Question about Weather King 10AJA6001AH Air Conditioner

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Power consumption excessively high

Power consumption is very high. Can I get a higher SEER unit to bring down electricity bills?

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  • Anonymous Mar 21, 2014

    we have a new "energy efficient" townhome with an extremely high electric bill compared to similar units we are very conservative and are just told we must use more than everyone else do you have any ideas what may be wrong we kept heat on 70 and were very cold



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Posted on Jul 22, 2008

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Yes a higher SEER can help reduce electric costs. However. In most cases this will require changing both the indoor and outdoor units. In other words if you have a 10 SEER matched system and only upgrade the outdoor unit to a 14 SEER you will not get exactly 14 SEER efficiency. They must match.

Before excepting bids on new equipment I would first higher a licensed company to measure the Heat gain/loss from you house. This information will tell you if the current system was originally sized correctly. The improper sizing can lead to high electric bills as well. I hope this helps.

Posted on Jun 16, 2008


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How do I read my new meter that is hooked up to my solar panels?

Interesting question. We have solar too but never got around to learning how to read the meter itself as I usually look at the on line (phone app) for the solar production. Reading the meter can give you the actual amount you will be charged if you have the 1st of the month reading and the end of the month reading. With a bit of math you can subtract the amount your panels produced to the amount you used. That's the basics used on your electric bill. Though they do add in the tax, fuel fee, and Admin charge. The fees are usually only charge if you used power in excess of what you produced. But they will always charge the Admin service fee which is about $18 in Hawaii. I've heard similar (under $20) charges in other states.
"888888" is a test mode to check display
"001 ######" Lifetime consumption (power used)
"071 ######" Lifetime over production(power sent back)
"252" The type of service (which is NETMETERING)

* Yes, a bit confusing and requires you to gather up your old electric bills to get all the numbers. I generally look on the bill for the daily K-watt usage and compare that to the daily usage. We use 42 Kilo watts per day in our home. If the solar produces 42 K watts today then I have an idea that we produced enough to cover today's power usage. Rainy days will produce less be may be compensated by several sunny days. The summer is always best as the sun shines all the time. No worries. Usually the first year after a new solar installation. The customer will incur some months with a higher bill (but still lower than a non-solar billing). But as the year progresses into the summer (or sunny months) your bills will lower usually to the Admin charge level. It will be higher if you have an under power demand system (or under sized system, BELOW what your normal usage is.)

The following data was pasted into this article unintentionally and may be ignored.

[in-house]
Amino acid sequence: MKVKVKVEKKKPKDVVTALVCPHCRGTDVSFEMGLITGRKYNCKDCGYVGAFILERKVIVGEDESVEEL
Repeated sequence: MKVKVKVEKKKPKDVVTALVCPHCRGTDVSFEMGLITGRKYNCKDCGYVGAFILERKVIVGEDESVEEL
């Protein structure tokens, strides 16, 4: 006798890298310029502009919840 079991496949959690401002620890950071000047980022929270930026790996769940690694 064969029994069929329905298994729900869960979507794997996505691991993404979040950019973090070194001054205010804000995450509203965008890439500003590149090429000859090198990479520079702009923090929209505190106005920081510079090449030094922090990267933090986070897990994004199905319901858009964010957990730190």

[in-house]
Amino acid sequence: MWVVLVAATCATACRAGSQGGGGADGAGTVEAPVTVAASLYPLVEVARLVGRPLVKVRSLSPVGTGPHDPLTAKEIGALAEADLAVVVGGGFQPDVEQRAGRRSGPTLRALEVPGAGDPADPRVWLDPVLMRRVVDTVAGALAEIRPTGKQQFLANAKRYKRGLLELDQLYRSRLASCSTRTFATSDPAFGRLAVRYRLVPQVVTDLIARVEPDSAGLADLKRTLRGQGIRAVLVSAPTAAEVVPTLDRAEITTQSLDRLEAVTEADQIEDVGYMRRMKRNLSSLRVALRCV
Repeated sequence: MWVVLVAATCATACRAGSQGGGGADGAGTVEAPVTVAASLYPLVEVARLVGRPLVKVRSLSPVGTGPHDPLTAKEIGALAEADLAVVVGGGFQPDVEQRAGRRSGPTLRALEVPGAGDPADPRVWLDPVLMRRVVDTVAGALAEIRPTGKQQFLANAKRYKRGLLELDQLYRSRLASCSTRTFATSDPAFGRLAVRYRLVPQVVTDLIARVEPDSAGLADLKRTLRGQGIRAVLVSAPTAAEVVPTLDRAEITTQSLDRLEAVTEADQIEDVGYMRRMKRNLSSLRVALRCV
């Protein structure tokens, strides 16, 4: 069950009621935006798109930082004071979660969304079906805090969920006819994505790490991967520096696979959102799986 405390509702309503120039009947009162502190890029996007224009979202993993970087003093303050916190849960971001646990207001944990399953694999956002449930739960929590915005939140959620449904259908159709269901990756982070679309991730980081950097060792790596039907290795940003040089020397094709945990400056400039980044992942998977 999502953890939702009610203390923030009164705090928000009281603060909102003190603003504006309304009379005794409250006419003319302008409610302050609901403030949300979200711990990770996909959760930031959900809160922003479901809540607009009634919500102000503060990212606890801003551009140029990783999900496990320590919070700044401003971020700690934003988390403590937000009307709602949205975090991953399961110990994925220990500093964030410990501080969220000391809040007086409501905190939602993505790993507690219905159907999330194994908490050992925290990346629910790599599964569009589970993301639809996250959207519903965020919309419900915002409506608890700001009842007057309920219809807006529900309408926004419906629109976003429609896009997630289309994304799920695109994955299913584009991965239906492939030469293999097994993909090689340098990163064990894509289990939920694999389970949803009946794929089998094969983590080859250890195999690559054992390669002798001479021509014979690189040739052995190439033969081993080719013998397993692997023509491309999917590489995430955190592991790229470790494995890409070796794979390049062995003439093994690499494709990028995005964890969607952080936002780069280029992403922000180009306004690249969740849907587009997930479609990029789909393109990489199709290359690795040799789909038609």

Next year you will probably forget about checking and reading as the bill will settle.
The following link will help read the meter:
Aloha, ukeboy57

May 15, 2018 | Solar Electrical Supplies

4 Answers

Mismatched heat pump

well..this is a load variant issue. Depending on your cooling load, and the voltage input fluctuations(energy in does not equal energy out) you will have the air conditioning equivalent of a mismatched differential in a Jaguar.

If you can limit the coolant temperature range, via the thermostatic control, and keep a close watch on your fluid pressure/levels, you might get away with this.

usually, you want to have this arrangement in a reverse differential.

May 31, 2008 | Heating & Cooling


Air Conditioner SEER Seasonal Energy Efficiency Ratio

Energy consumption for home air conditioning accounts for almost 5% of all the electricity produced in the USA. Energy Policy Act mandates minimum energy efficiency standards for commercial buildings, using research and standards developed by the American Society of Heating, Refrigerating, and Air Conditioning Engineers. Energy Star qualified central air conditioners have a higher seasonal efficiency rating (SEER) than standard models, which makes them about 14% more efficient than standard models. Energy efficiency specialists with certified training on retrofits and energy savings on both residential and light commercial units may enable you to save up to 50 percent on your air conditioning bills with the use of a high efficiency energy system. Substantial energy savings can be obtained from more efficient systems.

SEER (Seasonal Energy Efficiency Ratio) is related to the Energy Efficiency Ratio (EER), which is the ratio of output cooling in Btu/Hr and the input power in watts W at a given operating point and also to the coefficient of performance (COP) commonly used in thermodynamics. SEER rating more accurately reflects overall system efficiency on a seasonal basis and EER reflects the system’s energy efficiency at peak day operations.

The SEER rating is the Btu of cooling output during a typical cooling-season divided by the total electric energy input in watt-hours during the same period. SEER is related to the Energy Efficiency Ratio (EER), which is the ratio of output cooling in Btu/Hr and the input power in watts W at a given operating point and also to the coefficient of performance (COP) commonly used in thermodynamics. SEER rating more accurately reflects overall system efficiency on a seasonal basis and EER reflects the system’s energy efficiency at peak day operations. The higher the SEER number, the greater the efficiency of your unit. Therefore you will realize greater energy savings. The higher efficiency your product, the lower your long-term energy costs will be. Both central AC and air source heat pumps are rated according to seasonal energy efficiency ratio (SEER).